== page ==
George Ellison

Dark Angels     

With vultures flying is a luxury, a fine art;
not merely a quicker and safer means of
transit from one point to another, but a gift
so free and spontaneous that work becomes
leisure and movement rest. They are not so
much going somewhere, from this perch to
that, as they are abandoning themselves to
the mere pleasure of riding upon the air.

~ John Burroughs, Winter Sunshine (1875)

Buzzards roost in dead trees
wings folded like angels
drawn by Leonardo.

With wings outstretched to dry
in the morning light buzzards
resemble thunderbirds.

Buzzards ascend phoenix-like
circling counterclockwise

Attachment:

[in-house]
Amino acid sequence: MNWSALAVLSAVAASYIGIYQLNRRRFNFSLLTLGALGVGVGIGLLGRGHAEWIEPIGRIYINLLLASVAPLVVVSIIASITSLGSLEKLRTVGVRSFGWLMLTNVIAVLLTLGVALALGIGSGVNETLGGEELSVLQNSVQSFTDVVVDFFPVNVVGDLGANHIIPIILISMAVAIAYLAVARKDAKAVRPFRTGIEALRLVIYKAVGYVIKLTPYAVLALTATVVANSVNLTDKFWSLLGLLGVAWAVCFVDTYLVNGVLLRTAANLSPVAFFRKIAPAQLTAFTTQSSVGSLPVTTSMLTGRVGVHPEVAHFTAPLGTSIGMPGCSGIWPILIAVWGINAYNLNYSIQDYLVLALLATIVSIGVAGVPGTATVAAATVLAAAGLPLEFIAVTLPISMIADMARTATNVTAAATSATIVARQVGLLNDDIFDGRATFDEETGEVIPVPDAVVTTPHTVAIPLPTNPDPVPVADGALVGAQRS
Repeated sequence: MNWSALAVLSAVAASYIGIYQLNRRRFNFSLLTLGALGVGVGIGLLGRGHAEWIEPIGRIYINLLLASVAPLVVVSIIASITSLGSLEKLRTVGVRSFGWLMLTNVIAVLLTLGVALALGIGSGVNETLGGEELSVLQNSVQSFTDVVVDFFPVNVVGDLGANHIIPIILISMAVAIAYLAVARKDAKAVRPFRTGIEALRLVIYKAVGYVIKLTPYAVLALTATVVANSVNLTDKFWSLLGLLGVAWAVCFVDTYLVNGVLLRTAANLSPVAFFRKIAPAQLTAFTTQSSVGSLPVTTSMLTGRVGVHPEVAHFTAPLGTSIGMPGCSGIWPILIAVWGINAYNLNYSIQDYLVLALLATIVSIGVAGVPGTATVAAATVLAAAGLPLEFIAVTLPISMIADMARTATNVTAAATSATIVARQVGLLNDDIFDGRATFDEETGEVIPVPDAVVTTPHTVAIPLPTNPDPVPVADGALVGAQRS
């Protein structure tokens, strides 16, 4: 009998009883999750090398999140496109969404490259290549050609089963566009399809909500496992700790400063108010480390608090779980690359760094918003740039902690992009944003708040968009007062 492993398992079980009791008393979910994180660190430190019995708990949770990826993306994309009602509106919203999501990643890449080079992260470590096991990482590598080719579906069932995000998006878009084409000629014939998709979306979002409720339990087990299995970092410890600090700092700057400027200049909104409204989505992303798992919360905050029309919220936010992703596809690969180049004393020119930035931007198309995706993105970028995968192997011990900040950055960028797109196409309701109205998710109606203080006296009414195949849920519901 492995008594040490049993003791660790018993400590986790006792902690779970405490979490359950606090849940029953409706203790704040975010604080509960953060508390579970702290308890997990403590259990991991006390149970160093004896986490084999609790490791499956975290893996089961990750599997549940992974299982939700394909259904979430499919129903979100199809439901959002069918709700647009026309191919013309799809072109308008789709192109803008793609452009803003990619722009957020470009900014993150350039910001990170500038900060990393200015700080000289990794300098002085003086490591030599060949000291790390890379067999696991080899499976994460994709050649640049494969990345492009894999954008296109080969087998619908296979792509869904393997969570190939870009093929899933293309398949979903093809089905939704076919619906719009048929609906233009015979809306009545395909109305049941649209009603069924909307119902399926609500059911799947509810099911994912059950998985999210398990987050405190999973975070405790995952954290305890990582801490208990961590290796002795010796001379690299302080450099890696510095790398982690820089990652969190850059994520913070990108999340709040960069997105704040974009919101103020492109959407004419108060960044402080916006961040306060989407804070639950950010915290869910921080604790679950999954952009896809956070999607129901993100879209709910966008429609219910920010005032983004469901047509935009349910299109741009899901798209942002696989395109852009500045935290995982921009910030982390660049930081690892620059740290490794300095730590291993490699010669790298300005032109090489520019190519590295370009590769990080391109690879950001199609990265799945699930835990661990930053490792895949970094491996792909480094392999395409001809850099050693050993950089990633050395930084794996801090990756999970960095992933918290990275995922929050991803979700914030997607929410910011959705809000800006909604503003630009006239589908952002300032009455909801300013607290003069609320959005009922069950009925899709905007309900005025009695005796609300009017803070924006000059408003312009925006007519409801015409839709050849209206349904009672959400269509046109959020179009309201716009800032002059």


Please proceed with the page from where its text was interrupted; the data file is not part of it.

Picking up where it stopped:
from thermal to thermal.

Their days are filled with clouds
and sunlight and long dreams  
of landscapes seen in flight
over which their shadows
trace the contours of a
terrain embedded in
ancestral memory.

Buzzards cannot sing.
Not having a voice box they can
only hiss and growl. But at a high-
elevation overlook when they come
close riding an updraft you will hear
the music in their wings as they slice
through the air. Then they descend
by circling downward until the last
moment when suddenly they hold
their wings high and alight with
well-timed awkward grace.


The Cherokees named these birds "suli"
and assigned them a role in shaping the
earth at the time of creation. The great
ancestral buzzard agreed to soar over the
earth and dry the primeval mud with air
from his wings. Suli did so … but when
he finally arrived back in this region he
was weary and his wing tips touched
down creating deep valleys and swept
up creating great mountains. So much
for plate tectonics.
Elizabeth Ellison
Turkey Vulture



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